Marchand and Lee were two of 96 nominees who qualified to compete this year from 48 regional high school musical-theater competitions. Four flew on an airplane for the first time. And on Monday, June 26, Corbin Bleu hosted this year’s ceremony at the Minskoff Theatre, home of The Lion King. Judges included Khady Kamara, Joe Machota, Alecia Parker, T. Oliver Reid, Tara Rubin, Nick Scandalios, Thomas Schumacher, Bernie Telsey, and Sergio Trujillo.

“To me, [performing is] the only thing that gives me passion and joy,” Lee said after winning.

“Dreams really do come true,” Marchand said, crying. “One of the first shows I ever saw was The Lion King. I went with my mom and my dad, and they’re here. And I am here because of you.”

Over the course of the past week, the high schoolers trained with numerous Broadway professionals at Juilliard’s campus, saw their photos on a billboard in Times Square, and were treated to tickets to Some Like It Hot and MJ.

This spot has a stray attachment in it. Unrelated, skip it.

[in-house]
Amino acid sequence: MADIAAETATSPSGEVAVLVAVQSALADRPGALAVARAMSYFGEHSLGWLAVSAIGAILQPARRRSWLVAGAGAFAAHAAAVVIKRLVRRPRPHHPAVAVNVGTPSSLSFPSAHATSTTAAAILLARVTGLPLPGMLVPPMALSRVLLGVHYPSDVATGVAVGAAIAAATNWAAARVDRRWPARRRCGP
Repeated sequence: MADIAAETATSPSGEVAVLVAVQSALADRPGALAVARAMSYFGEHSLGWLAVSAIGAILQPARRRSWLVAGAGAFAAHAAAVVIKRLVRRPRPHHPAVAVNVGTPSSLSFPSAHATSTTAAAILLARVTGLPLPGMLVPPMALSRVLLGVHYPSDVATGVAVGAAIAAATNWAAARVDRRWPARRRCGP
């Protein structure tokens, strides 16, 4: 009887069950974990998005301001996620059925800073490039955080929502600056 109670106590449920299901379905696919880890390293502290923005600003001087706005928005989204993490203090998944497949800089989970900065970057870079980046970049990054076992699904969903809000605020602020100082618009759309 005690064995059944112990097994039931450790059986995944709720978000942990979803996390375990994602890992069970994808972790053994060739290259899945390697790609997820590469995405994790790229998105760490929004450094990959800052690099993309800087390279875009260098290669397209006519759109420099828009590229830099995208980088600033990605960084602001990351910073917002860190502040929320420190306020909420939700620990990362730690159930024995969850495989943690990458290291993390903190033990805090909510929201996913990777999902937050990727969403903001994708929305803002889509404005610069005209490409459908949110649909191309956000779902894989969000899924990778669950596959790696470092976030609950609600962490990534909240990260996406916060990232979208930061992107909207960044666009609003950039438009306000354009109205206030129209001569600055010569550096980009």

It was 16-year-old Fabiola Caraballo Quijada’s first time seeing a Broadway show, let alone New York City.

“I actually couldn’t believe that I was there,” the upcoming junior from Dallas’ Tyler Legacy High School told Broadway Direct by phone before the ceremony. “I was like, ‘Wow, I’m breathing the same air as Ben Platt right now.’ It was just an experience I’m definitely never gonna forget. It will definitely be engraved in my mind: the theatre, the staging, the lights — everything!”